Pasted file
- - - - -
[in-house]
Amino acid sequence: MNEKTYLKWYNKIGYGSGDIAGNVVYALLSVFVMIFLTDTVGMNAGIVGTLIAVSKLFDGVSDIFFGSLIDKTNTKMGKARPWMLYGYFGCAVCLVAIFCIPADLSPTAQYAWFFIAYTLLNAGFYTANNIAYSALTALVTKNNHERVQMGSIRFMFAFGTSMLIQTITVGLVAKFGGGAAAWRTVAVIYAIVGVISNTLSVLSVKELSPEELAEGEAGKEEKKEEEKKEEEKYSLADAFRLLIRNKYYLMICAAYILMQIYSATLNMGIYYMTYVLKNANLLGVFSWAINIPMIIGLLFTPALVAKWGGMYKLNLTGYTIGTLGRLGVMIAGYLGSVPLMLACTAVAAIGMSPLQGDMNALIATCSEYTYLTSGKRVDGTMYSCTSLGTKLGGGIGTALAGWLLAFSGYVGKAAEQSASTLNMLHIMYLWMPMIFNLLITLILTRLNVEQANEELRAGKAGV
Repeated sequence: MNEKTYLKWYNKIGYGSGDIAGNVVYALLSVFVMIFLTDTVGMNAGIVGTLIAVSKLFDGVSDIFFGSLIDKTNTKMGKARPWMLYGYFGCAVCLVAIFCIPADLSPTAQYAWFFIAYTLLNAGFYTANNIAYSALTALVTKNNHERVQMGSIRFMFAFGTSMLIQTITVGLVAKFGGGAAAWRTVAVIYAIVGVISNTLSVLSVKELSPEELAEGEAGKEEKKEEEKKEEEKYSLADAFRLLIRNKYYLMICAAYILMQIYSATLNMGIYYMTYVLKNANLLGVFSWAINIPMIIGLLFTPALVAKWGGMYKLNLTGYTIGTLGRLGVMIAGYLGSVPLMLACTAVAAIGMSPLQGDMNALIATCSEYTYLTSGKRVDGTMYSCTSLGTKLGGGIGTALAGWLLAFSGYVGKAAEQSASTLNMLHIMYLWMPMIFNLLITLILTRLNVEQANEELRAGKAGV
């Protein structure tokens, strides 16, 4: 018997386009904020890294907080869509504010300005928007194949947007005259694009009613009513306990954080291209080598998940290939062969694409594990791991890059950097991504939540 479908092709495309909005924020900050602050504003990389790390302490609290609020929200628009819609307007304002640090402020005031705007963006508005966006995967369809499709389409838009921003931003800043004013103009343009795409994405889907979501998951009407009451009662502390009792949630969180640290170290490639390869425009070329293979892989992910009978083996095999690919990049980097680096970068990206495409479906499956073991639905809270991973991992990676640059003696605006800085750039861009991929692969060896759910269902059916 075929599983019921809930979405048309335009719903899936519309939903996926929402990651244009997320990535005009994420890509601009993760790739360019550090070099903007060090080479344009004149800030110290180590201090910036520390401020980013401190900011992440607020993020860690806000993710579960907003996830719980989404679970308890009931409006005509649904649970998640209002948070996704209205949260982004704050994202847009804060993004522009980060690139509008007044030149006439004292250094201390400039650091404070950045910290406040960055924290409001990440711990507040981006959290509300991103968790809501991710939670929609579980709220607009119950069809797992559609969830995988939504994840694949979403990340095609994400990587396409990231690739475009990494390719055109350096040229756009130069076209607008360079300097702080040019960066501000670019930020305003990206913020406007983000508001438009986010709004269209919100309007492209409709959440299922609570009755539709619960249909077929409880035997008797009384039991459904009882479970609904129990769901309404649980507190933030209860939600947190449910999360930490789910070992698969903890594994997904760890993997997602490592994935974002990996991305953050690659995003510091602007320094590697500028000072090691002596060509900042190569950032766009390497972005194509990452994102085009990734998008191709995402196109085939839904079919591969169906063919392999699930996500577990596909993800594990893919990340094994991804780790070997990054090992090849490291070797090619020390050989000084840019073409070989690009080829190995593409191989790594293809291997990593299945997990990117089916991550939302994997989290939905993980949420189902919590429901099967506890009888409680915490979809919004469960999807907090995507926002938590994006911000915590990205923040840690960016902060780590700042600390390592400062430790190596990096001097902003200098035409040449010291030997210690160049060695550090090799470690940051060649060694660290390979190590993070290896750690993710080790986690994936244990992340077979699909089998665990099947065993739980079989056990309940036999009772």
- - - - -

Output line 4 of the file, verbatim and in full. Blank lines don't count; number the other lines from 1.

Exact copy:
């Protein structure tokens, strides 16, 4: 018997386009904020890294907080869509504010300005928007194949947007005259694009009613009513306990954080291209080598998940290939062969694409594990791991890059950097991504939540 479908092709495309909005924020900050602050504003990389790390302490609290609020929200628009819609307007304002640090402020005031705007963006508005966006995967369809499709389409838009921003931003800043004013103009343009795409994405889907979501998951009407009451009662502390009792949630969180640290170290490639390869425009070329293979892989992910009978083996095999690919990049980097680096970068990206495409479906499956073991639905809270991973991992990676640059003696605006800085750039861009991929692969060896759910269902059916 075929599983019921809930979405048309335009719903899936519309939903996926929402990651244009997320990535005009994420890509601009993760790739360019550090070099903007060090080479344009004149800030110290180590201090910036520390401020980013401190900011992440607020993020860690806000993710579960907003996830719980989404679970308890009931409006005509649904649970998640209002948070996704209205949260982004704050994202847009804060993004522009980060690139509008007044030149006439004292250094201390400039650091404070950045910290406040960055924290409001990440711990507040981006959290509300991103968790809501991710939670929609579980709220607009119950069809797992559609969830995988939504994840694949979403990340095609994400990587396409990231690739475009990494390719055109350096040229756009130069076209607008360079300097702080040019960066501000670019930020305003990206913020406007983000508001438009986010709004269209919100309007492209409709959440299922609570009755539709619960249909077929409880035997008797009384039991459904009882479970609904129990769901309404649980507190933030209860939600947190449910999360930490789910070992698969903890594994997904760890993997997602490592994935974002990996991305953050690659995003510091602007320094590697500028000072090691002596060509900042190569950032766009390497972005194509990452994102085009990734998008191709995402196109085939839904079919591969169906063919392999699930996500577990596909993800594990893919990340094994991804780790070997990054090992090849490291070797090619020390050989000084840019073409070989690009080829190995593409191989790594293809291997990593299945997990990117089916991550939302994997989290939905993980949420189902919590429901099967506890009888409680915490979809919004469960999807907090995507926002938590994006911000915590990205923040840690960016902060780590700042600390390592400062430790190596990096001097902003200098035409040449010291030997210690160049060695550090090799470690940051060649060694660290390979190590993070290896750690993710080790986690994936244990992340077979699909089998665990099947065993739980079989056990309940036999009772």